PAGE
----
That doesn’t mean that other local authorities are obliged to copy Portsmouth; government guidance on elective home education says LAs have wide discretion; ” it is for each local authority to decide what it sees as necessary and proportionate”

My personal view is that there is very little benefit to LAs in requiring more and more information before they can reach a view because they just end up with a big backlog of families they haven’t made their minds up about.

There is no reason for LAs to change their policies and procedures purely as a result of the Portsmouth JR which was about a policy choice on the part of this particular LA and nothing in the judgment or from the government to suggest that local authorities whose approach may differ from Portsmouth’s are somehow doing it wrong.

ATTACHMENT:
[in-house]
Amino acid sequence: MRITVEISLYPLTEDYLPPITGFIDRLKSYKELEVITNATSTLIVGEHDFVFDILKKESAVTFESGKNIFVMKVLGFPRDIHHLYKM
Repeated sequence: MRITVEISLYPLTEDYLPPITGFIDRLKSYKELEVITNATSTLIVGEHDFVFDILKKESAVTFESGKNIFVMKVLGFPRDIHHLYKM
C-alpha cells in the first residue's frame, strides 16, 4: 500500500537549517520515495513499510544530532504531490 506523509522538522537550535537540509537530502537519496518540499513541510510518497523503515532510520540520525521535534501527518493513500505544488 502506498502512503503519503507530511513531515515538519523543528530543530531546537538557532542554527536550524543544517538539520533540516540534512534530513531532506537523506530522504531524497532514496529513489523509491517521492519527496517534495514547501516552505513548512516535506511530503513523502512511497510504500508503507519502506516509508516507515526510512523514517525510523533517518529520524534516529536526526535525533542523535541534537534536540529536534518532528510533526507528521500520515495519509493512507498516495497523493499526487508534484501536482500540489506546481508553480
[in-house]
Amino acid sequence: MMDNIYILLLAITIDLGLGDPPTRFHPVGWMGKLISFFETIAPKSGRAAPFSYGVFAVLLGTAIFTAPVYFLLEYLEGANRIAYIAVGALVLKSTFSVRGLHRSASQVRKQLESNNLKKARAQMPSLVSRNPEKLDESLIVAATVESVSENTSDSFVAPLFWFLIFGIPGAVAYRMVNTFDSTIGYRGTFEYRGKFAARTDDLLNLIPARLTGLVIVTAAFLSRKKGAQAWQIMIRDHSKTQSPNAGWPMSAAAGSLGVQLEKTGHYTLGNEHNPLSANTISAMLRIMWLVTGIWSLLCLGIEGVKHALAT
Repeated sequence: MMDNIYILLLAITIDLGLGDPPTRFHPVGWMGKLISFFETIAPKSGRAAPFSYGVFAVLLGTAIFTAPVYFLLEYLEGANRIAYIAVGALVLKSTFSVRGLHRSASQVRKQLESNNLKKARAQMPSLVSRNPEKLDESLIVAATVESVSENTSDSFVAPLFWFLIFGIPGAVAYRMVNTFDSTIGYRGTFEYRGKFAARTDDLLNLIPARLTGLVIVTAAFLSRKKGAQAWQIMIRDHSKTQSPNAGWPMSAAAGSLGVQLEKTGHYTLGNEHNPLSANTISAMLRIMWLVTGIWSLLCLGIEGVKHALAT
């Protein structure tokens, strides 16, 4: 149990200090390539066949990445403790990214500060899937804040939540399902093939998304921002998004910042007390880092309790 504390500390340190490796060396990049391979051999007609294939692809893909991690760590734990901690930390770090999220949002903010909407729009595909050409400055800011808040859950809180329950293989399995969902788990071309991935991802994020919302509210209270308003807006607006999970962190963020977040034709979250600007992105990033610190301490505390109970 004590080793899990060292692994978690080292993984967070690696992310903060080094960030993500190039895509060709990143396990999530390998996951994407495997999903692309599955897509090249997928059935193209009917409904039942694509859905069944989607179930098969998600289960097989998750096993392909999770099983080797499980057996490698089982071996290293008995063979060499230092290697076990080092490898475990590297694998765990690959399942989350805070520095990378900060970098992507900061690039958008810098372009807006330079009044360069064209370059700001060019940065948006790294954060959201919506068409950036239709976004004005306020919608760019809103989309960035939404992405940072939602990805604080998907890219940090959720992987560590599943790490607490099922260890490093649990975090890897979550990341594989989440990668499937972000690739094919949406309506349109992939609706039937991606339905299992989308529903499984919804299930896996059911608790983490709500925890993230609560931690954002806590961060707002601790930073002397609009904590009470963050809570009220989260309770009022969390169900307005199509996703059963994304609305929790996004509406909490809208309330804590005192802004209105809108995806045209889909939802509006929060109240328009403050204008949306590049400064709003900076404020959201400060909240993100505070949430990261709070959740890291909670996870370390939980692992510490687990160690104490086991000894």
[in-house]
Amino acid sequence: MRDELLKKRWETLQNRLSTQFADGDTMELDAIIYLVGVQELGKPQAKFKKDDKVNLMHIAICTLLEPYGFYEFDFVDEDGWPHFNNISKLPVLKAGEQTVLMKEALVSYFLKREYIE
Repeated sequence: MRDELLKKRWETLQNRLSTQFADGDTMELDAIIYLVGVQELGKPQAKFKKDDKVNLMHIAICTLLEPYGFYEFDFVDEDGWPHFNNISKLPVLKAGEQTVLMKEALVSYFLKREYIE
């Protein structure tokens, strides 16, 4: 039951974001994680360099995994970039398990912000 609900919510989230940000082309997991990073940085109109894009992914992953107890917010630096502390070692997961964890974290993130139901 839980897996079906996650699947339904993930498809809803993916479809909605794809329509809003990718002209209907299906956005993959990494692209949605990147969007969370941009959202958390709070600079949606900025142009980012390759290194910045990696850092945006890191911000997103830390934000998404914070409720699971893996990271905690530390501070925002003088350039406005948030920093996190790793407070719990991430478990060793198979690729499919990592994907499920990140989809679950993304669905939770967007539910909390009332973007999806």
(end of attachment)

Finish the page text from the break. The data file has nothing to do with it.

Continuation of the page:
Neither is there anything in the judgment which indicates that the government guidance on home education is in any way defective or unclear or inconsistent with the statutory framework.

What I also take from this is that “concerns” need not be restricted to identifying and itemising specific shortcomings in the parents’ provision. NB the previous Elective Home Education Guidelines in operation from 2007 to 2019 did say “Parents should be given the opportunity to address any specific concerns that the authority has … A written report should be made … to the parents stating whether the authority has any concerns about the education provision and specifying what these are, to give the child’s parents an opportunity to address them.” However, it should be noted that there is nothing directly comparable in the 2019 Guidance.